Digital is ‘part of the answer to every question’ being asked of our health services. Which is why allied health professionals must not be left behind, writes physiotherapist and Digital Health Advisory Panel member Euan McComiskie
Eleven years working in digital and informatics have made me realise that transforming healthcare using digital is much more to do with people and culture than hardware and software. That’s why, when I stood for re-election to Digital Health’s CNIO AP , I emphasised the need to promote a ‘digital for all’ mantra for clinical professionals. We need to improve digital competence for all, provide opportunities for aspiring leaders and continue to invest in our current leaders.
While digital isn’t likely to be the complete answer to any question in health and social care, it will be part of the answer to just about every question being asked of our services. Therefore, it is imperative that our entire workforce have at least some awareness of digital to optimise the way they work and help them to achieve more positive health outcomes for their patients.
Interactive online education
As part of this agenda, I’m leading work with NHS England to deliver an interactive, engaging, online education course as an introduction to digital for AHPs. This follows the publication of the UK AHP Digital Competence Framework, a 2022 survey of UK AHP digital competence and an international literature review of the current strategic landscape for digital in UK physiotherapy. From these sources, we’ve developed a module-based course made of short learning bytes (a maximum of 15 mins each) covering the foundations of digital for AHPs.
We’ve used language, case studies and examples from the wide range of AHP services to ensure that the resources are accessible for all and inclusive of the breadth of AHP work. The course will be available online to AHPs across the UK regardless of professional background, geographical location, employment sector and career stage.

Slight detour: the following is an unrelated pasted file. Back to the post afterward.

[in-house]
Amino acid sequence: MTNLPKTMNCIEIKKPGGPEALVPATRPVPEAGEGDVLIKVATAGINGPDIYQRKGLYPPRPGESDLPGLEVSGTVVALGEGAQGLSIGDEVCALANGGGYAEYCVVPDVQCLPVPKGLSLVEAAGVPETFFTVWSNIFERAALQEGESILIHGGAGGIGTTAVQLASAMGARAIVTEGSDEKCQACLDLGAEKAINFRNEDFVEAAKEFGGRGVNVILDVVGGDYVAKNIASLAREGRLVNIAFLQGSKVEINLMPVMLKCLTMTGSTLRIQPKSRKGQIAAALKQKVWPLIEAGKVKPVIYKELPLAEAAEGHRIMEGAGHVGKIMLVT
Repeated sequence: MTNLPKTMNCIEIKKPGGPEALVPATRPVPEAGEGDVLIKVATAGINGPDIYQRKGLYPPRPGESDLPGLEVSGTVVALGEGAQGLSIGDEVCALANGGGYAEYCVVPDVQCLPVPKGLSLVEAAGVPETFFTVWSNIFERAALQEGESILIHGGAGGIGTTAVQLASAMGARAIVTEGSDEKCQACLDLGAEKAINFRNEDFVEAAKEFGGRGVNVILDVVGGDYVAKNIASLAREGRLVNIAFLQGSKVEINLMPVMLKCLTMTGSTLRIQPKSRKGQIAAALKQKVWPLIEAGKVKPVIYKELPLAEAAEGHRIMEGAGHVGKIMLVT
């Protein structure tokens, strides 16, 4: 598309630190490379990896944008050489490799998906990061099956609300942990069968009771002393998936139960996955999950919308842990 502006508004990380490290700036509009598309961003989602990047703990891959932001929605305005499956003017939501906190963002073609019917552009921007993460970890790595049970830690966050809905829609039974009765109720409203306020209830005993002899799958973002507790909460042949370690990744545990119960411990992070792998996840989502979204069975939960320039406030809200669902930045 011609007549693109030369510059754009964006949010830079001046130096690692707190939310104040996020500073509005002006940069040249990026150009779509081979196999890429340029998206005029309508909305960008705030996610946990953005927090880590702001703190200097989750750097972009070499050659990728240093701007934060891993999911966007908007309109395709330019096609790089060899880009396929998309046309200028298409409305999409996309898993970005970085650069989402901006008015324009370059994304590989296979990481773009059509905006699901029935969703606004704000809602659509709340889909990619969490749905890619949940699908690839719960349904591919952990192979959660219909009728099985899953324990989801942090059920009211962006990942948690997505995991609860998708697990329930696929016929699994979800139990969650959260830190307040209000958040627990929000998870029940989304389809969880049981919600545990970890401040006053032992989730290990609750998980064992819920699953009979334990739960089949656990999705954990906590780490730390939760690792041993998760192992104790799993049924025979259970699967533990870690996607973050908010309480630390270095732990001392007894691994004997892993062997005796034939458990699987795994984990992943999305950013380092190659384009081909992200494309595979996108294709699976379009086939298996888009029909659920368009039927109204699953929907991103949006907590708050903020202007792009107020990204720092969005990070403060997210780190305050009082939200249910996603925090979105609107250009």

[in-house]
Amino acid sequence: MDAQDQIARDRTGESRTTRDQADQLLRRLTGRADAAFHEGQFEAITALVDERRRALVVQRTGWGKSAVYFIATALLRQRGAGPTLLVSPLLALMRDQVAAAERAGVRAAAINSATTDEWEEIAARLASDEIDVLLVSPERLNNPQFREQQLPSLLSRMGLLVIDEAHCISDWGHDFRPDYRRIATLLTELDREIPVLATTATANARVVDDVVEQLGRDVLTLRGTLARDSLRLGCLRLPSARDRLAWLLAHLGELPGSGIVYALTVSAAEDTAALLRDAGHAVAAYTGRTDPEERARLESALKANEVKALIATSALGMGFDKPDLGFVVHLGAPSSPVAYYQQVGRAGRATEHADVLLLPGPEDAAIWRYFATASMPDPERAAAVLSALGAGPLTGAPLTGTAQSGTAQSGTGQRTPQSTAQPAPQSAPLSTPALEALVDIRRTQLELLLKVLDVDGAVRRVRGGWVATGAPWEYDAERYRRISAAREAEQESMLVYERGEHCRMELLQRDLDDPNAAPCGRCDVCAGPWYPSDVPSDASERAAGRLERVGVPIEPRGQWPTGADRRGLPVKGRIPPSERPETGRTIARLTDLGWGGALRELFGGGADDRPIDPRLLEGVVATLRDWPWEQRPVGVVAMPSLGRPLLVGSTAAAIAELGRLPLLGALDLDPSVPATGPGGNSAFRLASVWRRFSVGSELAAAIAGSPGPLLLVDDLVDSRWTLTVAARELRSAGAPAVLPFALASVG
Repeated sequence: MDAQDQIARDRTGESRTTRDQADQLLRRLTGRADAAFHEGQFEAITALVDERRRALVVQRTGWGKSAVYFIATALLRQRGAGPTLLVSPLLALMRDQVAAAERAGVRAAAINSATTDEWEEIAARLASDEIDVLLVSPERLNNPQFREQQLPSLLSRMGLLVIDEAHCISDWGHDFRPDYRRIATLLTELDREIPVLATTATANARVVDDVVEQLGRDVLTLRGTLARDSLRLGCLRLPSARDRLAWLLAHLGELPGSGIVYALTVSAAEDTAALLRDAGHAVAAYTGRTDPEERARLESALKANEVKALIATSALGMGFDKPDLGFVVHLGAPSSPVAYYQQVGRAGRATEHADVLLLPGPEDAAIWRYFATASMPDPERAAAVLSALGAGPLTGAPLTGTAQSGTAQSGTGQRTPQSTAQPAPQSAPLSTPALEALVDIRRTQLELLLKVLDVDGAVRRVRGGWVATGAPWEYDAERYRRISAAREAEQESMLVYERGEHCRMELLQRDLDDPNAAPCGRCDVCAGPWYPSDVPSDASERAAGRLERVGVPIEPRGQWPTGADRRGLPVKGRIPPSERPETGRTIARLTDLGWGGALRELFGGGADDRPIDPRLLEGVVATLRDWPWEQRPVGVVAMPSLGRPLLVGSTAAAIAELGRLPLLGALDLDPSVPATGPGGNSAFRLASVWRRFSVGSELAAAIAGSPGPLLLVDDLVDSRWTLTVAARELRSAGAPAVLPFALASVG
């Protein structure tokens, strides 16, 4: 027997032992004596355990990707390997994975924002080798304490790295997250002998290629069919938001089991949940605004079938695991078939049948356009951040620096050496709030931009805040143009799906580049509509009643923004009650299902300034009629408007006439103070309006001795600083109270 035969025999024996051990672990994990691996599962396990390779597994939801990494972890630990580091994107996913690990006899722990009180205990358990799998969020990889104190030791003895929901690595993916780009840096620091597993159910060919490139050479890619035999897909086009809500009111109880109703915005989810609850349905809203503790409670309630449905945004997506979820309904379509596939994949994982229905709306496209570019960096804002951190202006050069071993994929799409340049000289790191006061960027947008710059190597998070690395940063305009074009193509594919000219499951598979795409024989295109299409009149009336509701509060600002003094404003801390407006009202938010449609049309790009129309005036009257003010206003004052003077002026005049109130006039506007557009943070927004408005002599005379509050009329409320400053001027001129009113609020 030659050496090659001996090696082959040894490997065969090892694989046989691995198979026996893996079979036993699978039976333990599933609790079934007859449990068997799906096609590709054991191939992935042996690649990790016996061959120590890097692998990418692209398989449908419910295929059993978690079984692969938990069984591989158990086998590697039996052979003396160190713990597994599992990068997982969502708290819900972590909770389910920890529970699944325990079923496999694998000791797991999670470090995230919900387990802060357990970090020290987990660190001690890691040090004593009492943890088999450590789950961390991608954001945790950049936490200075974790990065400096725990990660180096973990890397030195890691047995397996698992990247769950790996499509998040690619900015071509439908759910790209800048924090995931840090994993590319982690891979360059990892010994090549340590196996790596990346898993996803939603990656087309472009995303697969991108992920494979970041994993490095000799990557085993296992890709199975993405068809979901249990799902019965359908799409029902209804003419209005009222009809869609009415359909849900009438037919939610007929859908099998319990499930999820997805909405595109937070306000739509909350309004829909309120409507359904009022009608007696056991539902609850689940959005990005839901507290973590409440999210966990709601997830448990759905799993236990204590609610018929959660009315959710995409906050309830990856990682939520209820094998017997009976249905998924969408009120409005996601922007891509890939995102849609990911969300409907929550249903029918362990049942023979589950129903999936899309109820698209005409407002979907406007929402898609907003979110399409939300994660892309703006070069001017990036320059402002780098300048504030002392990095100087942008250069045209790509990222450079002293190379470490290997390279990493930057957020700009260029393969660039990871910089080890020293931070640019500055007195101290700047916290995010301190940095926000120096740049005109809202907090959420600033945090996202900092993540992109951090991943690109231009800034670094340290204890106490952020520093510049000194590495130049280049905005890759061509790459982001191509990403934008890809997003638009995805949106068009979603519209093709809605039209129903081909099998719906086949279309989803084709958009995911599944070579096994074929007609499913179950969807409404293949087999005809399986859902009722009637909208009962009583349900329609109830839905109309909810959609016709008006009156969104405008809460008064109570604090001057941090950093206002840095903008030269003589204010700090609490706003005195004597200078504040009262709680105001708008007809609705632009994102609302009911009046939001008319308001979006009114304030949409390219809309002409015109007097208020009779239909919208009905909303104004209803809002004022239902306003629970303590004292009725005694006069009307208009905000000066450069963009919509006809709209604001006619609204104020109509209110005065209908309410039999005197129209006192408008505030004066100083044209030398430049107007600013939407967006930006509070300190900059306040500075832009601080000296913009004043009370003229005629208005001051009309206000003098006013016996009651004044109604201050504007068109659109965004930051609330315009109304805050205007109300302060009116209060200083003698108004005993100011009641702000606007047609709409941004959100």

We also expect that it will be useful to other professions working in health and social care. The content is pitched at a foundation level to raise the lower bar of digital competence in AHPs. It may help us identify some who are unaware of the opportunities available to them and who might end up as digital leaders in the future, but that is not the primary intention.
A proud digital physio
I’m a very proud digital physio and digital allied health professional. I worked in a clinical role before starting my journey with digital in 2012, working in Scotland and Northern Ireland before my current roles with the Chartered Society of Physiotherapy and ORCHA took me across the UK and further afield. It is a privilege to work alongside physios and other AHPs at a local, regional, national, and international level.
I’ve been fortunate in my career to have the guidance and support of a number of mentors, and I am a passionate advocate for mentorship as part of personal and professional progression. I was lucky to be a mentor in the first cohort of the CNIO Mentorship Program in the early part of 2023. In the mentorship group we had four nurses at different stages of their digital nursing careers. Together we discussed learning opportunities, professional and personal resilience, organisational challenges, systems challenges, and lots more. As the mentor, I learned as much as the mentees, and I loved the process.
I’m looking forward to being part of the process for cohort 2 soon. We should be able to offer mentorship opportunities to even more than the 40-plus who got the opportunity first time round.
It’s great to see the mentorship program also being taken on by the CCIO and CIO networks too.
I also volunteer my time as an ally and mentor through the Hexi timebank process for members of the Shuri Network. I’m yet to have anyone pick me up on this offer, but if you’re a Shuri Network member and think I could help support you, I’d love you to get in touch.
Identifying and supporting aspiring and established AHP leaders in digital health is another passion. With my colleagues Ramandeep Kaur and Melissa Andison (before she returned to Australia) I have been lobbying for more opportunities to bring together digital AHPs and digital pharmacists at Digital Health events.
We’ve had sessions at the last few Digital Health events, and all have been well attended. Just as with the #DigitalNurse and #DigitalMidwife social movements, it is important that we continue to grow in numbers but also provide opportunities for those already involved in the group, to make sure we retain them. The mentorship programs will help that, as will the CNIO handbooks, upcoming DH events, webinars, and social media presence.
As a member of the CNIO AP, I would love to hear from any digital nurse, midwife or AHP on the opportunities they would like to see to support their digital leadership journey. Please do get in touch and join us in our goal to strengthen the network of digital nurses, midwives and AHPs.
Euan McComiskie is health Informatics lead at the Chartered Society of Physiotherapy and clinical lead for physiotherapy at ORCHA. He has also been recently re-elected for another two years on the CNIO Advisory Panel.